And thousands of New Yorkers face losing their homes later this summer, when a statewide moratorium on evictions is expected to end. The pandemic has dramatically worsened the debt of low-income tenants who were already at risk of eviction. While an estimated $ 2.4 billion public emergency rent assistance program was opened to applicants on June 1, some tenant groups questioned whether funding and awareness would be sufficient.
The price reset in New York is part of a nationwide trend driven by tenants looking for lower rents and more space, said Brian Carberry, senior editor at Apartment Guide, a ad aggregation site.
In April, among 100 US markets, Las Vegas recorded the largest increase in average rent for one-bedroom apartments at $ 1,653, 44% more than the same month in 2020, according to the site. It was followed by Virginia Beach, Va., Where one-bedroom rents rose 32% to $ 1,603, and Mesa, Arizona, where they rose 25% to $ 1,268. .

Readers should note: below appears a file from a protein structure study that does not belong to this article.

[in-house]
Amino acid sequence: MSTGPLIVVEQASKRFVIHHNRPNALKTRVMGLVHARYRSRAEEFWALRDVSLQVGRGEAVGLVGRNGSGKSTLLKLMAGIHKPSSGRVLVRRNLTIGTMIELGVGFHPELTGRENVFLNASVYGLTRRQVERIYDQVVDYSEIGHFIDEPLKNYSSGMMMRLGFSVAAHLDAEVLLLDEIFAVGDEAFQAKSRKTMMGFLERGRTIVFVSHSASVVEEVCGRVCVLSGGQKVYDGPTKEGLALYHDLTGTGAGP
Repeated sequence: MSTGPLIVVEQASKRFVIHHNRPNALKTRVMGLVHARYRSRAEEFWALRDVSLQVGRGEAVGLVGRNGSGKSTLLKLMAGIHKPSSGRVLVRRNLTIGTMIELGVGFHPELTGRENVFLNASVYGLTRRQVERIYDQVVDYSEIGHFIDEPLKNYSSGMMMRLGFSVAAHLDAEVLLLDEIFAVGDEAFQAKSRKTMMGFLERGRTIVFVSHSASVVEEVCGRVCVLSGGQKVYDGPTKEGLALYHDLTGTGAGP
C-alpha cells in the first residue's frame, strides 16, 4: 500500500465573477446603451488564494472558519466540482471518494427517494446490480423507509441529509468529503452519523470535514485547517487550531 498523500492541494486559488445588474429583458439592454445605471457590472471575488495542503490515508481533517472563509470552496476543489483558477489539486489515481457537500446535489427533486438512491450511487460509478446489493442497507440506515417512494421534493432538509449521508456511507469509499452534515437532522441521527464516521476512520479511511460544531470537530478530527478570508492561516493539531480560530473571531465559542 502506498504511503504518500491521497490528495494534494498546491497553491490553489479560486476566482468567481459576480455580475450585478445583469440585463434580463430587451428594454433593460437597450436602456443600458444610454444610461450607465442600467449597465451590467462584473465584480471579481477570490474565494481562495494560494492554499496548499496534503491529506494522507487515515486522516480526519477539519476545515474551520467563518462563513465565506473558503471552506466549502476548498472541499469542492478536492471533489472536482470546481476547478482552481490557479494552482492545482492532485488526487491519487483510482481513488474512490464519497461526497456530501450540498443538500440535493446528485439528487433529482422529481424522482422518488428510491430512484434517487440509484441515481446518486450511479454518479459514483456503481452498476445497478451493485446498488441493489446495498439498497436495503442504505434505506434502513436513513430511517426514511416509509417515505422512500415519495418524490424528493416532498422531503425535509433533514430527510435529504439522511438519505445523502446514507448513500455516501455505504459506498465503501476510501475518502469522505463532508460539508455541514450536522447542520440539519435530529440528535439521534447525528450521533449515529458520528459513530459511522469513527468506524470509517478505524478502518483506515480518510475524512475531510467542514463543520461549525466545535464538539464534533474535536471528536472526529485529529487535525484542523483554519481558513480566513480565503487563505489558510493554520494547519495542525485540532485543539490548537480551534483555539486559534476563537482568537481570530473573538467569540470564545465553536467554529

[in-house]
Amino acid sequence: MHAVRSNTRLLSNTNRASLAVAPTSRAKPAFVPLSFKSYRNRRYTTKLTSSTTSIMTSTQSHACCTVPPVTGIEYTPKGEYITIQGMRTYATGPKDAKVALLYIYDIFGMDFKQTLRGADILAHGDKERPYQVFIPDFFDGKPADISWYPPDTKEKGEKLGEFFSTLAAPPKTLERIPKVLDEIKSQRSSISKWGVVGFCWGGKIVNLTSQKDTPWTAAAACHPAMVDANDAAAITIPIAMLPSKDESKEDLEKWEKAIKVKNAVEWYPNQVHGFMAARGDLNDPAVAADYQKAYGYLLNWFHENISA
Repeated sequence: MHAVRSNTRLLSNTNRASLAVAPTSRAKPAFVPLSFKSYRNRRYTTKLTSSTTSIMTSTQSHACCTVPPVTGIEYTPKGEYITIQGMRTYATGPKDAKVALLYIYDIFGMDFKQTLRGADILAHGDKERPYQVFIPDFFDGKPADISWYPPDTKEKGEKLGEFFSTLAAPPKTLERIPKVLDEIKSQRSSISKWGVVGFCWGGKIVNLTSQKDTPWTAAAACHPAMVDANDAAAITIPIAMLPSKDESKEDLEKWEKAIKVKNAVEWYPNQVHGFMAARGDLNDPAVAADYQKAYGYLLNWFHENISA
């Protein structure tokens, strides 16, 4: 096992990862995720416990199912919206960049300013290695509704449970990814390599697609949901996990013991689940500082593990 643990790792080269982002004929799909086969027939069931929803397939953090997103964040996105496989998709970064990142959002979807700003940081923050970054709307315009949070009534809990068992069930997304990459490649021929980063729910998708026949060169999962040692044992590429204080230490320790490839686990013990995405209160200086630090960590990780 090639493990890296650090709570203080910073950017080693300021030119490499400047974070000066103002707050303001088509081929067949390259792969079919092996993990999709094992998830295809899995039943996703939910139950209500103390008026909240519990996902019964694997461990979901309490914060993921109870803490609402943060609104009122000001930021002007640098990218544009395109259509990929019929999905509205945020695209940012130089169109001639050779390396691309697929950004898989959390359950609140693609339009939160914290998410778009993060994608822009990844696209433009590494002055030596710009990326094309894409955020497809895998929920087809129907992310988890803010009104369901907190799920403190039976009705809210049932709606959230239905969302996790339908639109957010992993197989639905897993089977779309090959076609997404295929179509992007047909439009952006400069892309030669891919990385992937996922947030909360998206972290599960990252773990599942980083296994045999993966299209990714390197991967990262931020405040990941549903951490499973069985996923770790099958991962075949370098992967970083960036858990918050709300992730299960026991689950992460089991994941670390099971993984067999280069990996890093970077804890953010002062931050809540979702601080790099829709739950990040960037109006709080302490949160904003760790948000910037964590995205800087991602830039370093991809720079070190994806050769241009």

Among the cities with the largest drops in average prices for one-bedroom apartments compared to the same month last year included San Francisco, down 19% to $ 3,137, Washington, DC, down 17% to $ 2,181, and New York, down 15% to $ 3,684.
“If you’ve always wanted to live in an expensive place, now is the time to go,” Mr. Carberry said.
But as deals persist, some homeowners are starting to pull back from these sweeteners.
“Prices are going up and concessions are going,” said Beatriz Moitinho, agent for Keller Williams NYC, noting that some buildings that once offered four or five months free on a 16-month lease in winter are now down. to one or two months free.
There has been particularly strong activity downtown, in neighborhoods like the East Village, Ms. Moitinho said, where incoming students – or their parents, more likely – are once again bidding for apartments at out of sight. Areas like the Upper East Side have been slower to rebound, but here, too, prices are rising.